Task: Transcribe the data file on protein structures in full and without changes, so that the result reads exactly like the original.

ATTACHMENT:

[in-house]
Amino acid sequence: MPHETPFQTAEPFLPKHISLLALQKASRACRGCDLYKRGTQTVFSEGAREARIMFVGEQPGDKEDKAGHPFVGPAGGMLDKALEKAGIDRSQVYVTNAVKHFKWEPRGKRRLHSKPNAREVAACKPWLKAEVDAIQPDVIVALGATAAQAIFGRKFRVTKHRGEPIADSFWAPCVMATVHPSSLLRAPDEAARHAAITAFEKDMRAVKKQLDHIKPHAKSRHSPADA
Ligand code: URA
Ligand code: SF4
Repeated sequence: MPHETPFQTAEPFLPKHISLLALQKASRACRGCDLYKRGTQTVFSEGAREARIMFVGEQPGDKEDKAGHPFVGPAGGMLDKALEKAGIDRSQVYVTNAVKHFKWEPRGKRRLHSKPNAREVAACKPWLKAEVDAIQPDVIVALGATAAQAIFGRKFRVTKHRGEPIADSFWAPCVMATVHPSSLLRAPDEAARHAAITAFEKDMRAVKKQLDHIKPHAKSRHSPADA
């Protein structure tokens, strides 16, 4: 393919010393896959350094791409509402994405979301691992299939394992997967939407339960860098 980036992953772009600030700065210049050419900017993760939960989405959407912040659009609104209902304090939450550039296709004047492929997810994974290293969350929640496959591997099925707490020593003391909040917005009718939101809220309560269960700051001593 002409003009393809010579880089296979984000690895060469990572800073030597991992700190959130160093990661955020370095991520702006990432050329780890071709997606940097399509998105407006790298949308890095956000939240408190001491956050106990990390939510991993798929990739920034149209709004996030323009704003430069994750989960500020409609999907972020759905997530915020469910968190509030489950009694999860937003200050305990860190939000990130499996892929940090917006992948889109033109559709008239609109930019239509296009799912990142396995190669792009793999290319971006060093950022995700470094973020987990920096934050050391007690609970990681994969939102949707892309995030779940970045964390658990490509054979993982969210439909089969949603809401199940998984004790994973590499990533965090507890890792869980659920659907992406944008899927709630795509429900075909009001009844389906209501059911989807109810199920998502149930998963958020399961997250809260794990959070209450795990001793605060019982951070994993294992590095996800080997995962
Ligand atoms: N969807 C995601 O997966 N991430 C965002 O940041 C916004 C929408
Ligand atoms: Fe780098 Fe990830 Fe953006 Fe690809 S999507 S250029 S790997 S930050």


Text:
[in-house]
Amino acid sequence: MPHETPFQTAEPFLPKHISLLALQKASRACRGCDLYKRGTQTVFSEGAREARIMFVGEQPGDKEDKAGHPFVGPAGGMLDKALEKAGIDRSQVYVTNAVKHFKWEPRGKRRLHSKPNAREVAACKPWLKAEVDAIQPDVIVALGATAAQAIFGRKFRVTKHRGEPIADSFWAPCVMATVHPSSLLRAPDEAARHAAITAFEKDMRAVKKQLDHIKPHAKSRHSPADA
Ligand code: URA
Ligand code: SF4
Repeated sequence: MPHETPFQTAEPFLPKHISLLALQKASRACRGCDLYKRGTQTVFSEGAREARIMFVGEQPGDKEDKAGHPFVGPAGGMLDKALEKAGIDRSQVYVTNAVKHFKWEPRGKRRLHSKPNAREVAACKPWLKAEVDAIQPDVIVALGATAAQAIFGRKFRVTKHRGEPIADSFWAPCVMATVHPSSLLRAPDEAARHAAITAFEKDMRAVKKQLDHIKPHAKSRHSPADA
């Protein structure tokens, strides 16, 4: 393919010393896959350094791409509402994405979301691992299939394992997967939407339960860098 980036992953772009600030700065210049050419900017993760939960989405959407912040659009609104209902304090939450550039296709004047492929997810994974290293969350929640496959591997099925707490020593003391909040917005009718939101809220309560269960700051001593 002409003009393809010579880089296979984000690895060469990572800073030597991992700190959130160093990661955020370095991520702006990432050329780890071709997606940097399509998105407006790298949308890095956000939240408190001491956050106990990390939510991993798929990739920034149209709004996030323009704003430069994750989960500020409609999907972020759905997530915020469910968190509030489950009694999860937003200050305990860190939000990130499996892929940090917006992948889109033109559709008239609109930019239509296009799912990142396995190669792009793999290319971006060093950022995700470094973020987990920096934050050391007690609970990681994969939102949707892309995030779940970045964390658990490509054979993982969210439909089969949603809401199940998984004790994973590499990533965090507890890792869980659920659907992406944008899927709630795509429900075909009001009844389906209501059911989807109810199920998502149930998963958020399961997250809260794990959070209450795990001793605060019982951070994993294992590095996800080997995962
Ligand atoms: N969807 C995601 O997966 N991430 C965002 O940041 C916004 C929408
Ligand atoms: Fe780098 Fe990830 Fe953006 Fe690809 S999507 S250029 S790997 S930050």